Then he could hit on women that are clearly out of his league. Supermodels as an extreme example. Here he has a low probability of success and thus, low confidence.

So if you demand that a guy at your level come up to you with total confidence, he has only one option. He must program himself to become completely indifferent to you and not care about what you think to achieve the level of confidence you desire.

Which is essentially the subject at hand: Confidence without indifference?

Confidence is knowing the outcome (guaranteed) or being completely unaffected by it (indifference).

Can you think of any other way to achieve "confidence?"

If you feel it's easy, you should definitely take the initiative and meet as many men as possible in bars or what have you. If you see a guy you think is attractive, go meet him (which doesn't mean make out with him).

But then what would you want to know? His name, what he does for a living, where he's from, etc. ;)

If you decide you don't like him, dismiss yourself and go talk to the next guy. And so on, and so on.

Also Dolly, to follow up masta killas comment, what are non-generic questions you like? And non-generic questions you might ask a guy?

pookalu said...

cheers to trying, dolly.

i know for me there are certain men that i can't get past, no matter what. but it may be a physical proximity issue that confounds whether or not i can get beyond them.

but one thing that sticks out, dolly, in my interpretation of your interpretation of film felix, is that you still recognize the good, excellent qualities that he possesses, regardless of your opinions on men. not that you ever trivialized people, it's just a common thread in your discussion of FF.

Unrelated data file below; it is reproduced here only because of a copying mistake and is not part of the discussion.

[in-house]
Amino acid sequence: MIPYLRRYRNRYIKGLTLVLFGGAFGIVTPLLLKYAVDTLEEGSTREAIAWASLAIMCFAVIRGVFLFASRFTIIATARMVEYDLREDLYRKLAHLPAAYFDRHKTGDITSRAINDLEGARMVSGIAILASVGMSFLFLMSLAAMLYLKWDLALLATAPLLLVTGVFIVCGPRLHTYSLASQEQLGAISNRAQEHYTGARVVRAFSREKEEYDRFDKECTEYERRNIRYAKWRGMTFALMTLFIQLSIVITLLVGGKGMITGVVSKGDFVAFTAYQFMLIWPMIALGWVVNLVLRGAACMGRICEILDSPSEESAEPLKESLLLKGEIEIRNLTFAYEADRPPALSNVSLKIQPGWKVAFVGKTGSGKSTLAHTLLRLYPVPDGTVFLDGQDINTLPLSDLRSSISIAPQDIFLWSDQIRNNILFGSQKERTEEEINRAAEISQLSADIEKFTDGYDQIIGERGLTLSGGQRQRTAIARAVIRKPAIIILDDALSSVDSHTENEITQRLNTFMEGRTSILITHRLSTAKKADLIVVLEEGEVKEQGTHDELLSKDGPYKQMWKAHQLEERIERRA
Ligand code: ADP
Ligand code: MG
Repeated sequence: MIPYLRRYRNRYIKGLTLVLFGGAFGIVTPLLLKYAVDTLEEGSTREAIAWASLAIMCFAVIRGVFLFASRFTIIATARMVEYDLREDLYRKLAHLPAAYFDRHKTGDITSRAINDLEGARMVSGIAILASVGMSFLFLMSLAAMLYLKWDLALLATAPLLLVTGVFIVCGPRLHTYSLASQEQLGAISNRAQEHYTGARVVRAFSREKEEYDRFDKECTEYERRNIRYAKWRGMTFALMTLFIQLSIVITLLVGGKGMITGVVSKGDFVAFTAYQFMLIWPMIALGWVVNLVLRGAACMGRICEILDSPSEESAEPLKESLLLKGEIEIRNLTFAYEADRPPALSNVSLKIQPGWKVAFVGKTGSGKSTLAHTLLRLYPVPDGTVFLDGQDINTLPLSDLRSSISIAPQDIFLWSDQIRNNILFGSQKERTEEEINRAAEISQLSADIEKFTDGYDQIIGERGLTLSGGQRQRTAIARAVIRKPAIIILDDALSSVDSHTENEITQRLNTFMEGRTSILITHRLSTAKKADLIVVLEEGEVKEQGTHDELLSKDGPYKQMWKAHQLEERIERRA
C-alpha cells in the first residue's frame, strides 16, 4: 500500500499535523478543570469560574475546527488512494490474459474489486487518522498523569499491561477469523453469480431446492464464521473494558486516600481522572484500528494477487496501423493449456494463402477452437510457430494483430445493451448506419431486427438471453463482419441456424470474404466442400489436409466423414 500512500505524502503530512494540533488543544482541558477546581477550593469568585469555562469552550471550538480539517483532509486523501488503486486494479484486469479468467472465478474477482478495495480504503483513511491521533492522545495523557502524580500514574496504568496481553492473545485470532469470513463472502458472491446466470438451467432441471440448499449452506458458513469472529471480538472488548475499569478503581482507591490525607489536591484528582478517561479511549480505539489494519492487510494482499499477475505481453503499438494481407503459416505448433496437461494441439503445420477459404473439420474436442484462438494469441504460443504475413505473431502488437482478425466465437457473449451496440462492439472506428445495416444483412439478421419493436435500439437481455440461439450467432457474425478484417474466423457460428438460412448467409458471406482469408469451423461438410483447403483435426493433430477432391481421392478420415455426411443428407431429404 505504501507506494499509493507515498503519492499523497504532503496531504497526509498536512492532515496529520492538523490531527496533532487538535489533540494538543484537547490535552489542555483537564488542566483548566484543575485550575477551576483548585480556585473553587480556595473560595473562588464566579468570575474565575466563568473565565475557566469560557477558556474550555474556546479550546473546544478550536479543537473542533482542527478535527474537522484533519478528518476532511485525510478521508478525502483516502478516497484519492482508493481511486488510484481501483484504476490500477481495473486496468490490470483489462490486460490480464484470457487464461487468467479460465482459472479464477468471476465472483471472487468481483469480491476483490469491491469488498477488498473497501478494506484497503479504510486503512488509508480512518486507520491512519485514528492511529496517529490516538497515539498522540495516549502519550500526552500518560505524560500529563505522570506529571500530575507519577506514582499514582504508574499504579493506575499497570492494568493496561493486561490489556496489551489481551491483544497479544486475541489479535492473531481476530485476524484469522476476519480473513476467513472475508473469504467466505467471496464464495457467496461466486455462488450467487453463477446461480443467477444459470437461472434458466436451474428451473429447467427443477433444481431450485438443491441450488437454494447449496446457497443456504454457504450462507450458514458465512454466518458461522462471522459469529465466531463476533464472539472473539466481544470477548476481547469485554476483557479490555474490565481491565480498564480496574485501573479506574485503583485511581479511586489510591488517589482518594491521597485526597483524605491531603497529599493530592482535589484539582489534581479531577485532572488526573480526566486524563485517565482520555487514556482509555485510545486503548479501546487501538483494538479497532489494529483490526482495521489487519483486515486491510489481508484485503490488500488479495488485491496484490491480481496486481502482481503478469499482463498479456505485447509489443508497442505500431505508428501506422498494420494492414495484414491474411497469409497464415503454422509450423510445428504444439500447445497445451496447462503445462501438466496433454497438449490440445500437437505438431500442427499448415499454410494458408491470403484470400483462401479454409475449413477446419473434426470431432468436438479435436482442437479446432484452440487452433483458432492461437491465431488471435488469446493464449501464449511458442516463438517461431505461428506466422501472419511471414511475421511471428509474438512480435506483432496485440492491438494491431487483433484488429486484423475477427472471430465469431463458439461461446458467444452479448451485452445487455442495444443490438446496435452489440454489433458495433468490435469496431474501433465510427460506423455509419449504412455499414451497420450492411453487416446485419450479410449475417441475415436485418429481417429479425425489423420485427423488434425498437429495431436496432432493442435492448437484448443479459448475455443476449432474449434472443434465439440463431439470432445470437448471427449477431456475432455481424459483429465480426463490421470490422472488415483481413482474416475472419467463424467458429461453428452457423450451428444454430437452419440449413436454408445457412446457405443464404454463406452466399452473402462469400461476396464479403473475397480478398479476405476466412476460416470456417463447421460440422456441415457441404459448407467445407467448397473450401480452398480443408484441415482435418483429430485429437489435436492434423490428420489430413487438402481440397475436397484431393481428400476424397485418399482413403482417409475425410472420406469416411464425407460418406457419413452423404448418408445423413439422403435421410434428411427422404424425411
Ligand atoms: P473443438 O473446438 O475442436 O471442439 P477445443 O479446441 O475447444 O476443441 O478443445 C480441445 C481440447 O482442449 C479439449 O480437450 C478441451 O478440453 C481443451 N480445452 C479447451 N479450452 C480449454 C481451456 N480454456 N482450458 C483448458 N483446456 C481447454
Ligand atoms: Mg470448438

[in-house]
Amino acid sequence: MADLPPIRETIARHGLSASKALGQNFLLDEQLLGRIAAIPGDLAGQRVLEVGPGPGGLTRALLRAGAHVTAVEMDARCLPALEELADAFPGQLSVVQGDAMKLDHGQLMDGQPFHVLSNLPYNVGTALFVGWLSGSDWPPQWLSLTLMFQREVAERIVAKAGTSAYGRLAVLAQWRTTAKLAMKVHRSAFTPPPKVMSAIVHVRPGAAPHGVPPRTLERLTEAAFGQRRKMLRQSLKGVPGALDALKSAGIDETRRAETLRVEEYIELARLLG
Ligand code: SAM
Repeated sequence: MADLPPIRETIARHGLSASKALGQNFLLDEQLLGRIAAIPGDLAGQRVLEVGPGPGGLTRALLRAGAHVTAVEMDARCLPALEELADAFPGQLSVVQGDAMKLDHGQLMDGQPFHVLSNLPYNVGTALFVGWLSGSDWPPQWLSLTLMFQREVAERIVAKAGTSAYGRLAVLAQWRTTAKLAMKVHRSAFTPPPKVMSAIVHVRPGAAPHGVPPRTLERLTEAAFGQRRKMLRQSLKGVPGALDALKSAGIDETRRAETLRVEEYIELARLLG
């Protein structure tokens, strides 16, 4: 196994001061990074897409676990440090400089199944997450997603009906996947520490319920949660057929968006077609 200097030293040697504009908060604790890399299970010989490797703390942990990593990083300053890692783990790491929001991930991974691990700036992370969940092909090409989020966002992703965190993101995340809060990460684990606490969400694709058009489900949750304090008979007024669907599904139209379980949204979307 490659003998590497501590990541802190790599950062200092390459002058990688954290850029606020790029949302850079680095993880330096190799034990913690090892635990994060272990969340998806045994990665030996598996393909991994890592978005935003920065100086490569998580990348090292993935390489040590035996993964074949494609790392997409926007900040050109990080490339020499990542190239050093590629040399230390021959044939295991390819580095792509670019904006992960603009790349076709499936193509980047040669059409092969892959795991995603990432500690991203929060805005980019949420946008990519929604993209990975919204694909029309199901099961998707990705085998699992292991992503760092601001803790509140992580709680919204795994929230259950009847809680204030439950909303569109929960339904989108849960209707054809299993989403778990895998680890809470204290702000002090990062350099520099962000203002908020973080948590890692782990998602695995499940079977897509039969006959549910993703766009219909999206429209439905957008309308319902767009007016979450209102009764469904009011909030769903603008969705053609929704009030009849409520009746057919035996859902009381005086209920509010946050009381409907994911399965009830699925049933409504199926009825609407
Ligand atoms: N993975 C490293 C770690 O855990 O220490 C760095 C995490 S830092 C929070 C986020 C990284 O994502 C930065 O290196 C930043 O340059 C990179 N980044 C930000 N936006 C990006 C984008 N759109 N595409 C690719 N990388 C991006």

hope your party goes well tonight!

Dolly said...

Tyler,
I'll tell you what I want. I want a guy who is going to approach me in a singular way, who is not going to see me as an HB8 as part of a three-set, who's not going to think about routine stacking or when to initiate kino. I want good old fashioned courtship.

I understand small talk is necessary and of course it's important to know where the other person lives and what they do. But I'm not going to give you a list of questions I prefer to be asked, because you're just going to add them to your routines. I wish men would approach attracting women in a more natural and emotional and less scientific and mathematical way. It's not a numbers game. You don't fall in love with somebody because you've met a hundred people and picked out the best one. It doesn't work like that.

Yes, you can't get hung up on one person who doesn't reciprocate your affections, and you need to be unphased by rejection, but that doesn't mean becoming indifferent. I don't know what your purposes for attracting women are or what kind of woman you want to attract, so I am not in a position to give you advice. Personally, I want a guy to prove to me that he's different from every other schmuck who tries to pick me up. And I don't mean different by peacocking or by asking me if I like horses. I mean different at his very core. I don't know that there are a lot of men out there like that...